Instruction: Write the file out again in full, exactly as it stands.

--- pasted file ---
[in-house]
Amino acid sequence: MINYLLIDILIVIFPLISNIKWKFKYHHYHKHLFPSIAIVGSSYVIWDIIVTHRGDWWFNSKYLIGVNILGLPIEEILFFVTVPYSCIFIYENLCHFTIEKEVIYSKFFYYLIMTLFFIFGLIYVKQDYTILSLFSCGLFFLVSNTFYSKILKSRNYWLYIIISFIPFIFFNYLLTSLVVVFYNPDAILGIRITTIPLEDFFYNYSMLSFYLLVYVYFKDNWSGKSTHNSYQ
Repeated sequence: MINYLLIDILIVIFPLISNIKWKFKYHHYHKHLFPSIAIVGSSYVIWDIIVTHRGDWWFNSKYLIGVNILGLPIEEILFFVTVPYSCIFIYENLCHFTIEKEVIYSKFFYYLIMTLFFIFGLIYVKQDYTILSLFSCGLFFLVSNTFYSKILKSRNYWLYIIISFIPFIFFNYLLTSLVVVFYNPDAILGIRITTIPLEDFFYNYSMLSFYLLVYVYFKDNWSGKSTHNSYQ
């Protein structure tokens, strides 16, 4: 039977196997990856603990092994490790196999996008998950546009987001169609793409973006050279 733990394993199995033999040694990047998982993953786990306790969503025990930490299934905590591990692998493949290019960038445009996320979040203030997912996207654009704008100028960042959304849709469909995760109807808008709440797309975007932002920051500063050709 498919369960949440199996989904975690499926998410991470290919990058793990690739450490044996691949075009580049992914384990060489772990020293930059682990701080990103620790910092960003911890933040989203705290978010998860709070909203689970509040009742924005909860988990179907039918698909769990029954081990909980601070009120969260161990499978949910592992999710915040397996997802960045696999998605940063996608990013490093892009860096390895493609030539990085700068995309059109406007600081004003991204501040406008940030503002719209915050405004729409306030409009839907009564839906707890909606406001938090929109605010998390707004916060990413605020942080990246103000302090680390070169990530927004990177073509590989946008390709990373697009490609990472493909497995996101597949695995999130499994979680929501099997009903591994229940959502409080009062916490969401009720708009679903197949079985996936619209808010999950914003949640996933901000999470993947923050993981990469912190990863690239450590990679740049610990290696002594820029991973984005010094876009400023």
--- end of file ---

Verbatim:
[in-house]
Amino acid sequence: MINYLLIDILIVIFPLISNIKWKFKYHHYHKHLFPSIAIVGSSYVIWDIIVTHRGDWWFNSKYLIGVNILGLPIEEILFFVTVPYSCIFIYENLCHFTIEKEVIYSKFFYYLIMTLFFIFGLIYVKQDYTILSLFSCGLFFLVSNTFYSKILKSRNYWLYIIISFIPFIFFNYLLTSLVVVFYNPDAILGIRITTIPLEDFFYNYSMLSFYLLVYVYFKDNWSGKSTHNSYQ
Repeated sequence: MINYLLIDILIVIFPLISNIKWKFKYHHYHKHLFPSIAIVGSSYVIWDIIVTHRGDWWFNSKYLIGVNILGLPIEEILFFVTVPYSCIFIYENLCHFTIEKEVIYSKFFYYLIMTLFFIFGLIYVKQDYTILSLFSCGLFFLVSNTFYSKILKSRNYWLYIIISFIPFIFFNYLLTSLVVVFYNPDAILGIRITTIPLEDFFYNYSMLSFYLLVYVYFKDNWSGKSTHNSYQ
């Protein structure tokens, strides 16, 4: 039977196997990856603990092994490790196999996008998950546009987001169609793409973006050279 733990394993199995033999040694990047998982993953786990306790969503025990930490299934905590591990692998493949290019960038445009996320979040203030997912996207654009704008100028960042959304849709469909995760109807808008709440797309975007932002920051500063050709 498919369960949440199996989904975690499926998410991470290919990058793990690739450490044996691949075009580049992914384990060489772990020293930059682990701080990103620790910092960003911890933040989203705290978010998860709070909203689970509040009742924005909860988990179907039918698909769990029954081990909980601070009120969260161990499978949910592992999710915040397996997802960045696999998605940063996608990013490093892009860096390895493609030539990085700068995309059109406007600081004003991204501040406008940030503002719209915050405004729409306030409009839907009564839906707890909606406001938090929109605010998390707004916060990413605020942080990246103000302090680390070169990530927004990177073509590989946008390709990373697009490609990472493909497995996101597949695995999130499994979680929501099997009903591994229940959502409080009062916490969401009720708009679903197949079985996936619209808010999950914003949640996933901000999470993947923050993981990469912190990863690239450590990679740049610990290696002594820029991973984005010094876009400023």